Columbia Business School Unveils New MBA Application Essays

Courtesy Columbia

Columbia Business School has released new essay questions for the upcoming application cycle, replacing one essay from last year and reducing the total word count by about 20 percent.

The short-answer question—”What is your immediate post-MBA professional goal?”—is now limited to just 100 characters, half the maximum allowed length from last year.

The first essay is: “Given your individual background, why are you pursuing a Columbia MBA at this time?” (500 words). Last year the first essay asked the “why” question but also asked how applicants planned to achieve their post-MBA professional goals.

The second essay question is: “Columbia Business School is located in the heart of the world’s business capital—Manhattan. How do you anticipate that New York City will impact your experience at Columbia?” (250 words). As it did last year, Columbia asked applicants to view two essays before answering this question. You can view them here and here.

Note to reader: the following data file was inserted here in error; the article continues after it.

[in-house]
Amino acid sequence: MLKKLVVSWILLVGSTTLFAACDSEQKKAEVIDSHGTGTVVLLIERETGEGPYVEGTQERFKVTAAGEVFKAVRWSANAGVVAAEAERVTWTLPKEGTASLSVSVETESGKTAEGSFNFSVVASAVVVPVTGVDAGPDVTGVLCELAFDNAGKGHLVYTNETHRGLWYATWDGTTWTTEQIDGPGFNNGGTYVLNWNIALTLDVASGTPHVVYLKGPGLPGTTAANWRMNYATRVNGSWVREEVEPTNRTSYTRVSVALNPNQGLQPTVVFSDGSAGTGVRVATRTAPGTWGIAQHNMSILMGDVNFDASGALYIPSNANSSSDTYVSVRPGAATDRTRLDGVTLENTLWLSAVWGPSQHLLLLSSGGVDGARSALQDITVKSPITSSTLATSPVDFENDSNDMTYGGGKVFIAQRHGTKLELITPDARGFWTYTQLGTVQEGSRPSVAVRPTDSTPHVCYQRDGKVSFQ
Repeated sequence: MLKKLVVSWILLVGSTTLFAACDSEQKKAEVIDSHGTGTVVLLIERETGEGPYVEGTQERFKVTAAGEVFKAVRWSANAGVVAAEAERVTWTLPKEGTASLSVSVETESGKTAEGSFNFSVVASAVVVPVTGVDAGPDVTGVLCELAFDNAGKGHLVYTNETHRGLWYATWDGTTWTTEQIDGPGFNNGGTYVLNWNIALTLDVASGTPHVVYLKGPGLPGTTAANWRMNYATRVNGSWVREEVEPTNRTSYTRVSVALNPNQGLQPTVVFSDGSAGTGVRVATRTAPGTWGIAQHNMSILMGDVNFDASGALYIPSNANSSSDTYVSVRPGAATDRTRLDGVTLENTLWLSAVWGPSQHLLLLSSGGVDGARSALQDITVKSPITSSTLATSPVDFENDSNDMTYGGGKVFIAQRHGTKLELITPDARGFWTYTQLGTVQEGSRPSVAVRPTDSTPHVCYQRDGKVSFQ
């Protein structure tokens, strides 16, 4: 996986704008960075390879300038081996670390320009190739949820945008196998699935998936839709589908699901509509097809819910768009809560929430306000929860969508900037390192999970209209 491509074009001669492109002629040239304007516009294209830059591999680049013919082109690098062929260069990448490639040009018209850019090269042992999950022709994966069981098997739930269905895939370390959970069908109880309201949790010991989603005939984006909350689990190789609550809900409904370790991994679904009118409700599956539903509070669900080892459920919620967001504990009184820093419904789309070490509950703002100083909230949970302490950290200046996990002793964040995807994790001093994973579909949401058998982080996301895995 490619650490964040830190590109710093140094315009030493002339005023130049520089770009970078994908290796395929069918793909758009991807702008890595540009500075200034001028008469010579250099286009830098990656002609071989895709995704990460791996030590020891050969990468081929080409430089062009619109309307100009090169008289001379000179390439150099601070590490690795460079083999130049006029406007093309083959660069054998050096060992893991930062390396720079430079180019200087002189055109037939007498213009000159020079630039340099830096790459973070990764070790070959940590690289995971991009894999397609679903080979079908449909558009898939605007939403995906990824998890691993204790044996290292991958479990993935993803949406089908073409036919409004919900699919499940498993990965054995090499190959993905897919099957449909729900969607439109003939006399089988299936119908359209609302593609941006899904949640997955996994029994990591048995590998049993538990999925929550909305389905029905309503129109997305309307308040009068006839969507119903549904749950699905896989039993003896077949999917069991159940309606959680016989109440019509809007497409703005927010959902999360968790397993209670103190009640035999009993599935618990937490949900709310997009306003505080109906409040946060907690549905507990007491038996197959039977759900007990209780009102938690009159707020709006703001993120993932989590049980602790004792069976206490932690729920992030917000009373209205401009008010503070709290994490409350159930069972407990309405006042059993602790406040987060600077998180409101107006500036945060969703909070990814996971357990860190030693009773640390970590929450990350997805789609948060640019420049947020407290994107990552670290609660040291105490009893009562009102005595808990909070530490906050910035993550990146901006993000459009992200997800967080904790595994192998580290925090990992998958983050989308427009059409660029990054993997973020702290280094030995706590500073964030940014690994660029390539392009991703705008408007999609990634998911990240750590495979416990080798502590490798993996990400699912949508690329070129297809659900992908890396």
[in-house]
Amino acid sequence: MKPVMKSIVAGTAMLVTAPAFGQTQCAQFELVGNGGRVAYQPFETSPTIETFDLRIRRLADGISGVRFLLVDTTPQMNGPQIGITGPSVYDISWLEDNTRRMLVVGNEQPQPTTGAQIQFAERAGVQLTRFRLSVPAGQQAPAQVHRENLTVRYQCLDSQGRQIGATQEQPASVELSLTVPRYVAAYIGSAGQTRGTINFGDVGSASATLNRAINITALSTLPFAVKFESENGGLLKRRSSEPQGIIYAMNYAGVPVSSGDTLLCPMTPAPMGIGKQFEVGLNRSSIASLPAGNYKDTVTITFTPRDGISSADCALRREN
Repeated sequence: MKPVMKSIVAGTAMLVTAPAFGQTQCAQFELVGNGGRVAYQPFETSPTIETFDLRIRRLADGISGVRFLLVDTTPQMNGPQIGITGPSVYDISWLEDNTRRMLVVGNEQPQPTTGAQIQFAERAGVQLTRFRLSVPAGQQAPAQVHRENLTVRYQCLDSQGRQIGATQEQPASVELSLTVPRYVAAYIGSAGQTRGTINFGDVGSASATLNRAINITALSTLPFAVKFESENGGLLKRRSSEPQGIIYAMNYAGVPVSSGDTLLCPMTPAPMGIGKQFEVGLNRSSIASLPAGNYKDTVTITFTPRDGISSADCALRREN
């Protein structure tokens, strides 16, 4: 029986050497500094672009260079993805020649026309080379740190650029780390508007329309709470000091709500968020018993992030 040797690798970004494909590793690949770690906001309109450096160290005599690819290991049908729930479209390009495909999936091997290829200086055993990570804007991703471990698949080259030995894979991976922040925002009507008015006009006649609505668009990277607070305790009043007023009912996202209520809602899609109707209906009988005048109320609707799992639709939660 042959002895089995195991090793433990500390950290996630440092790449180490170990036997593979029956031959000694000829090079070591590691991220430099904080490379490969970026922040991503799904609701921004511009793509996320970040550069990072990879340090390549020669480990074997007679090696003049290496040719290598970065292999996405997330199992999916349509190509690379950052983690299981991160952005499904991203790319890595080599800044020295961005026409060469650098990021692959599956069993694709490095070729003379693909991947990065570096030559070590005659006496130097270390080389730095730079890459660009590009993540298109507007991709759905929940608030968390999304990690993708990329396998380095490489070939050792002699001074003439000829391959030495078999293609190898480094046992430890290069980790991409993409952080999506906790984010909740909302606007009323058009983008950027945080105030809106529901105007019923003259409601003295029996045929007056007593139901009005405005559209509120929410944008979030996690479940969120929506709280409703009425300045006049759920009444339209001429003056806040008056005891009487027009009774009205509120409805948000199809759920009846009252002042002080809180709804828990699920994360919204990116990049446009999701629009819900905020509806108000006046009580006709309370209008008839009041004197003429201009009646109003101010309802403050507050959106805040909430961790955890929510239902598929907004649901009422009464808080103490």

The third essay is: “What will the people in your cluster be pleasantly surprised to learn about you?” (250 words). It replaces an essay from last year asking applicants to describe a personal experience and how it has influenced who they are today, which had a maximum length of 500 words.

A 500-word optional essay, for any additional information not covered in the other essays, has not changed.

Bob Shea, director of admissions at Columbia, said the goal of the changes is to understand the applicant better.

“Our goal throughout the application—especially the essays—is to understand why the candidate is interested in Columbia, how he or she will contribute to their class, and the impact he or she hopes to make on the world once they receive their degree,” he said. “We make tweaks to the questions each year based on the prior year’s responses in an effort to help us better understand the candidate’s thoughts in each of these areas.”

MBA admissions consultants, including Manhattan GMAT and Essay Snark, have already begun weighing in on how applicants should approach the new Columbia application.

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